Island arcs are abundant in the Pacific Ocean and make up a part of the famous Ring of Fire. These islands are volcanoes that have formed on the ocean floor and are accompanied by deep trenches.
Island Arcs and the Ring of Fire
If someone were to ask you what the Ring of Fire was, you'd be forgiven for thinking it was the title of a fantasy novel or a line from a Johnny Cash song. But the evocative term actually refers to a real, physical place. The Ring of Fire is an island arc, or a chain of islands that form as the result of volcanic activity when one tectonic plate slides underneath another. It is located in a region roughly encircling the Pacific Ocean, where there is a lot of tectonic activity that causes numerous volcanoes, earthquakes, and island arcs. Most of the world's island arcs are in this region, like for example, the Aleutian Islands of Alaska.
Tectonic Plates and Subduction
To understand how island arcs form, we first need to understand tectonic plates. The earth's crust is divided into a number of these plates, which move relative to each other because of the motion of the fluid rock, called magma, of the mantle underneath the crust.
The upper mantle has two layers. The 'top-most layer is similar to the crust and together with the crust is called the lithosphere. Below that is the asthenosphere, which is made of magma. It is circular convection cycles in the magma of the asthenosphere that cause the tectonic plates to move. When one tectonic plate meets another and sinks underneath it, we call the phenomenon subduction. There are many subduction zones in the Ring of Fire, and it is in these zones that island arcs can form.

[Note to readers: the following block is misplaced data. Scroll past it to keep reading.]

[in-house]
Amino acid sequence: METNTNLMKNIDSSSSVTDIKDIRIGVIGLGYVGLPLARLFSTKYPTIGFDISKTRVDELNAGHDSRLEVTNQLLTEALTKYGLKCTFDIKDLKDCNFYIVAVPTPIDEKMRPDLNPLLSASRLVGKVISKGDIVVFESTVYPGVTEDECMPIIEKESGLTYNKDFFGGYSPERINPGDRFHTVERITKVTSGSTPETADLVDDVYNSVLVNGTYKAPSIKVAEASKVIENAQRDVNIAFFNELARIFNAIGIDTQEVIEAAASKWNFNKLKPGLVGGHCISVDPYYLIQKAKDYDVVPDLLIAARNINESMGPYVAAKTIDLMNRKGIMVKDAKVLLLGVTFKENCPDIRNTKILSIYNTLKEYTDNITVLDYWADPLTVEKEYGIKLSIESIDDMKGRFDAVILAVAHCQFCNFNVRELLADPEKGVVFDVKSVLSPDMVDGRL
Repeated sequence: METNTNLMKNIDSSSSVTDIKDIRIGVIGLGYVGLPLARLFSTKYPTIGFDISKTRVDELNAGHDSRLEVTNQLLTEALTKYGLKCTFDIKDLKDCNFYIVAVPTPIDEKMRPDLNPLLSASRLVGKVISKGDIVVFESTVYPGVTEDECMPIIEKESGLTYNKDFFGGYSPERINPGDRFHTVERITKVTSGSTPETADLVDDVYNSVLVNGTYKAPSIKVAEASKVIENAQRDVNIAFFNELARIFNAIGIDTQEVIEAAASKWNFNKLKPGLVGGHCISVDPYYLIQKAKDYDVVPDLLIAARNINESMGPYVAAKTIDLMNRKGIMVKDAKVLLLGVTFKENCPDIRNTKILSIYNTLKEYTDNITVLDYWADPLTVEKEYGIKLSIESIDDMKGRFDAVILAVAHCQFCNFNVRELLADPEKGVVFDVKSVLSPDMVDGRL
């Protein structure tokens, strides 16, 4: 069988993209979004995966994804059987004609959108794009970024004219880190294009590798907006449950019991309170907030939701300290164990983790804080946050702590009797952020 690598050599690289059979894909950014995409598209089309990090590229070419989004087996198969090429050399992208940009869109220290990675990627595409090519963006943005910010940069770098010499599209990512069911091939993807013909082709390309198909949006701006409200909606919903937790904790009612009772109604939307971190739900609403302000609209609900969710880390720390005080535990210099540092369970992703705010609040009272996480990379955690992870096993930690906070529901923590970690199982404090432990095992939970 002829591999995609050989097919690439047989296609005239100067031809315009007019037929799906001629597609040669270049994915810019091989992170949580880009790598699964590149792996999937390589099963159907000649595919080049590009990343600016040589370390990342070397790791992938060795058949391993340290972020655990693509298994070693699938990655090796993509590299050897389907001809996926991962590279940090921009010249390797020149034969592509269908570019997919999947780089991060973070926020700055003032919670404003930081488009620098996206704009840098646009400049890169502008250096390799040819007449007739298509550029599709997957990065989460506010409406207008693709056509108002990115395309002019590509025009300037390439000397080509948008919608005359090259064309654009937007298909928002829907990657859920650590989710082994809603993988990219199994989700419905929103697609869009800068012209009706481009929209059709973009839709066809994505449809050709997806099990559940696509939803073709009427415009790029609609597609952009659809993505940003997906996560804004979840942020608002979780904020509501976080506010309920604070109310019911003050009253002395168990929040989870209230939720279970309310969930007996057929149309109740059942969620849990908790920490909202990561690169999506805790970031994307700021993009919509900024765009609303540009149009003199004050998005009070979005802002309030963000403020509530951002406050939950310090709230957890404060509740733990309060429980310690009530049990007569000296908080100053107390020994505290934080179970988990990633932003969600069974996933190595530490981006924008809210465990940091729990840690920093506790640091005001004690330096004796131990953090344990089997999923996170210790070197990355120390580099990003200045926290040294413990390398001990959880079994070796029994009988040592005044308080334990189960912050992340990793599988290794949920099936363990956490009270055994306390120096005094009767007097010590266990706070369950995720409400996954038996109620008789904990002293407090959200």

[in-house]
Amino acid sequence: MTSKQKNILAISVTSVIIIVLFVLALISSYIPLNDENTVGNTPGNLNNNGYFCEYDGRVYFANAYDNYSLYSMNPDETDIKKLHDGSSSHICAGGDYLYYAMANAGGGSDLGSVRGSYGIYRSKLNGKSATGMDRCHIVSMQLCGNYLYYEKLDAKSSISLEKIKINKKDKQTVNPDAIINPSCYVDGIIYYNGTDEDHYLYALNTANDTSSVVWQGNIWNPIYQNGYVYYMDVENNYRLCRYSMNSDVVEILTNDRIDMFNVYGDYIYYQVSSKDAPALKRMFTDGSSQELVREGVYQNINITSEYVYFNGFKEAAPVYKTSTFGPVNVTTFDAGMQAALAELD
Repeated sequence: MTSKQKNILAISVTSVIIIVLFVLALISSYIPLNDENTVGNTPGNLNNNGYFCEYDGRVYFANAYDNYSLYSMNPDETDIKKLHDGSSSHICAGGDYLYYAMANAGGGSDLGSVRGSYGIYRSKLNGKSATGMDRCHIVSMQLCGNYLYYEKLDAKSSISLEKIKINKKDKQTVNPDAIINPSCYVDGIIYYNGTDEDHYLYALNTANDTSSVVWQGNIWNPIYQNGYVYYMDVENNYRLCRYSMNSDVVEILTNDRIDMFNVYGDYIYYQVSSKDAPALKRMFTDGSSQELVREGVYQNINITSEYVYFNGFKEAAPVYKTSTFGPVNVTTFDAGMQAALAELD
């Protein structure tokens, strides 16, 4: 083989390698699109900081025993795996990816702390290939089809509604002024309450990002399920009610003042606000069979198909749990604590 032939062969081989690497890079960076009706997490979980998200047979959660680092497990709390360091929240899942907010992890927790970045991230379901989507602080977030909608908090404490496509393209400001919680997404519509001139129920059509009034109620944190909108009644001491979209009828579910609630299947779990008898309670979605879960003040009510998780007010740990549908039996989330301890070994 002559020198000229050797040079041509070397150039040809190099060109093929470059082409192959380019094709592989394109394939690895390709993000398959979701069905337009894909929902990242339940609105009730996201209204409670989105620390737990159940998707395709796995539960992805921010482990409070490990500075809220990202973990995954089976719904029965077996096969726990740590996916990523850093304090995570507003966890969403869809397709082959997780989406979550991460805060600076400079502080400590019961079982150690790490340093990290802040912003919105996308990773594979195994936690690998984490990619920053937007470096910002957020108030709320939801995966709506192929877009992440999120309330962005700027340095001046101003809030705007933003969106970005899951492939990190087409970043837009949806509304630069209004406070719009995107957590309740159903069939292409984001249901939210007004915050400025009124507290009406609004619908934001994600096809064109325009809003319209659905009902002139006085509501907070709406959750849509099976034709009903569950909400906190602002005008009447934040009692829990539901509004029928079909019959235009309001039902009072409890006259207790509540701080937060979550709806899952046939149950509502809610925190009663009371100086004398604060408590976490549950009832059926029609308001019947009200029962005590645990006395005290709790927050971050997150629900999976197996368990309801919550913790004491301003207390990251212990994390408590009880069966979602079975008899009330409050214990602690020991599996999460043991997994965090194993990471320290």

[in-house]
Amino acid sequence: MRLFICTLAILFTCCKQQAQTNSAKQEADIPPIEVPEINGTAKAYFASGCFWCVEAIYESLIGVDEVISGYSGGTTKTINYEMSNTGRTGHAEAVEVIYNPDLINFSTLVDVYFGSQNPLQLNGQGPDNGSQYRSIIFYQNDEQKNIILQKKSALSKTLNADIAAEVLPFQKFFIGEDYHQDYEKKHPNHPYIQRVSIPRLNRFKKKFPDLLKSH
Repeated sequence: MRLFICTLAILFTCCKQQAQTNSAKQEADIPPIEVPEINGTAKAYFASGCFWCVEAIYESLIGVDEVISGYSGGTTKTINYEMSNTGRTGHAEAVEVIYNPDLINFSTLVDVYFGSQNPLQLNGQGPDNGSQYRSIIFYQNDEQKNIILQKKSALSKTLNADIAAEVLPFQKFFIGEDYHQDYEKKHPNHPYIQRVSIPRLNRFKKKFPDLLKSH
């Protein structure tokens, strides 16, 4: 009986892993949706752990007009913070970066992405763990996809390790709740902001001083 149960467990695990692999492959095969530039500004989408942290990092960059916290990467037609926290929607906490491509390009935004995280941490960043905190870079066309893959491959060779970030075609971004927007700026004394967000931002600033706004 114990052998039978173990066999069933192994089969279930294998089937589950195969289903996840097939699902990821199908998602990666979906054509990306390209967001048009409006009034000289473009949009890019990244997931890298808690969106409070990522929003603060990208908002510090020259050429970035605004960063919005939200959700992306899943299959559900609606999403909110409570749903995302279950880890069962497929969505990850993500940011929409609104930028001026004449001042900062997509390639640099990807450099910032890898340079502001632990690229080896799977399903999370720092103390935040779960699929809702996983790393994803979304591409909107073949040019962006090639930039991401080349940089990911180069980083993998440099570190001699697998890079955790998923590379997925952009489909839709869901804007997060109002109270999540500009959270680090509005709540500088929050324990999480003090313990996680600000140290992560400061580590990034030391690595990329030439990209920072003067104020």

Subduction occurs when oceanic lithosphere meets continental lithosphere. The lithosphere under the oceans is denser and heavier than that under the continent. When the two run into each other, the oceanic lithosphere, therefore, sinks under the continent. When two oceanic plates meet, one will sink under the other. The oceanic lithosphere melts into the asthenosphere and turns into magma. It's like a recycling of the rocks that make up the crust and lithosphere.
Subduction and the Formation of Island Arcs
So what does this have to do with an island arc? When the oceanic rock sinks under continental lithosphere and melts into the magma of the asthenosphere, some of it may leak into the crust and bubble up to the surface.
When magma bubbles up to the surface of the earth's crust, we get volcanoes. As the volcanoes forming at a subduction zone erupt, they build up rock at the surface. Over time enough builds up to create a volcanic island that rises above the surface of the ocean. Because a subduction zone can create several volcanoes in a row, these type of islands tend to form in chains or clusters, which we call island arcs.
Another interesting formation that occurs along subduction zones in the ocean is a trench. Where one plate sinks under another, there is a deep trench. This means that all island arcs have a trench running alongside them. These trenches are the deepest parts of the ocean. The Mariana Trench, along the Mariana Islands Arc, is the deepest place on the planet. At its deepest, the trench reaches down nearly seven miles. In 2012, director and explorer James Cameron broke a record by becoming the first person to make a solo dive to this deepest part of the ocean.
Examples of Island Arcs
Most of the island arcs in the world have formed within the Ring of Fire, where there are numerous subduction zones under the Pacific Ocean. Japan's many small, southern islands together compromise an island arc. Other examples in the Pacific include the Philippine Islands, the Solomon Islands, and the Kuril Islands of Russia. Island arcs in other parts of the world include the Aegean Islands of Greece and the Antilles in the Caribbean.
An island arc is a chain or group of islands that forms from volcanic activity along a subduction zone. Subduction occurs when oceanic lithosphere sinks underneath continental or oceanic lithosphere. The sinking rock melts into the magma in the asthenosphere and some comes to the surface, forming volcanoes. When under the ocean, these volcanoes build up into islands over time. Next to each island arc is a deep trench. Most island arcs are part of the Ring of Fire surrounding the Pacific Ocean, but they can also be found in the Aegean and Caribbean Seas.